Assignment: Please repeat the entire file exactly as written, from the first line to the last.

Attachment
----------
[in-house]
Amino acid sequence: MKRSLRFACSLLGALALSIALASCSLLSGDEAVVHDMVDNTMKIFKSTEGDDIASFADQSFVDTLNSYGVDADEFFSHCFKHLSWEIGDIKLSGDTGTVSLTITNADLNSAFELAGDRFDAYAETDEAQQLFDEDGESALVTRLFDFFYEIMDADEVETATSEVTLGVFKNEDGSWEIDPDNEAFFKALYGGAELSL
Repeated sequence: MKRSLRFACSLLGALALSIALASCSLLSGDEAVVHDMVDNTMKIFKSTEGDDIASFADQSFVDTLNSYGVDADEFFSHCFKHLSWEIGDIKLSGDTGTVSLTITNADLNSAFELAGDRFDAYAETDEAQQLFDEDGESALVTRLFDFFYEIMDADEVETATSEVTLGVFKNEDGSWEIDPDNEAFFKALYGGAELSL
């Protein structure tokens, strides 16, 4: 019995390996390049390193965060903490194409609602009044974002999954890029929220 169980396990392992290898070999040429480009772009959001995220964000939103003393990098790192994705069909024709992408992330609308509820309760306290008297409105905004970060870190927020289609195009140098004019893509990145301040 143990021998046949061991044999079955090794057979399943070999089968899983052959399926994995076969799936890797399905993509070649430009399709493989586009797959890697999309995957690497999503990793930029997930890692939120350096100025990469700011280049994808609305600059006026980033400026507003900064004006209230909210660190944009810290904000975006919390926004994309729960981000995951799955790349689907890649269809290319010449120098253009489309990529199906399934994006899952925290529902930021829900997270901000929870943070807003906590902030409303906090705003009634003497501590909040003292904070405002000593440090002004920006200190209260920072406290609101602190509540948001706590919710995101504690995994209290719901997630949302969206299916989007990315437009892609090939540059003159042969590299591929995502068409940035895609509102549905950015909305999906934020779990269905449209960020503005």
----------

[in-house]
Amino acid sequence: MKRSLRFACSLLGALALSIALASCSLLSGDEAVVHDMVDNTMKIFKSTEGDDIASFADQSFVDTLNSYGVDADEFFSHCFKHLSWEIGDIKLSGDTGTVSLTITNADLNSAFELAGDRFDAYAETDEAQQLFDEDGESALVTRLFDFFYEIMDADEVETATSEVTLGVFKNEDGSWEIDPDNEAFFKALYGGAELSL
Repeated sequence: MKRSLRFACSLLGALALSIALASCSLLSGDEAVVHDMVDNTMKIFKSTEGDDIASFADQSFVDTLNSYGVDADEFFSHCFKHLSWEIGDIKLSGDTGTVSLTITNADLNSAFELAGDRFDAYAETDEAQQLFDEDGESALVTRLFDFFYEIMDADEVETATSEVTLGVFKNEDGSWEIDPDNEAFFKALYGGAELSL
């Protein structure tokens, strides 16, 4: 019995390996390049390193965060903490194409609602009044974002999954890029929220 169980396990392992290898070999040429480009772009959001995220964000939103003393990098790192994705069909024709992408992330609308509820309760306290008297409105905004970060870190927020289609195009140098004019893509990145301040 143990021998046949061991044999079955090794057979399943070999089968899983052959399926994995076969799936890797399905993509070649430009399709493989586009797959890697999309995957690497999503990793930029997930890692939120350096100025990469700011280049994808609305600059006026980033400026507003900064004006209230909210660190944009810290904000975006919390926004994309729960981000995951799955790349689907890649269809290319010449120098253009489309990529199906399934994006899952925290529902930021829900997270901000929870943070807003906590902030409303906090705003009634003497501590909040003292904070405002000593440090002004920006200190209260920072406290609101602190509540948001706590919710995101504690995994209290719901997630949302969206299916989007990315437009892609090939540059003159042969590299591929995502068409940035895609509102549905950015909305999906934020779990269905449209960020503005």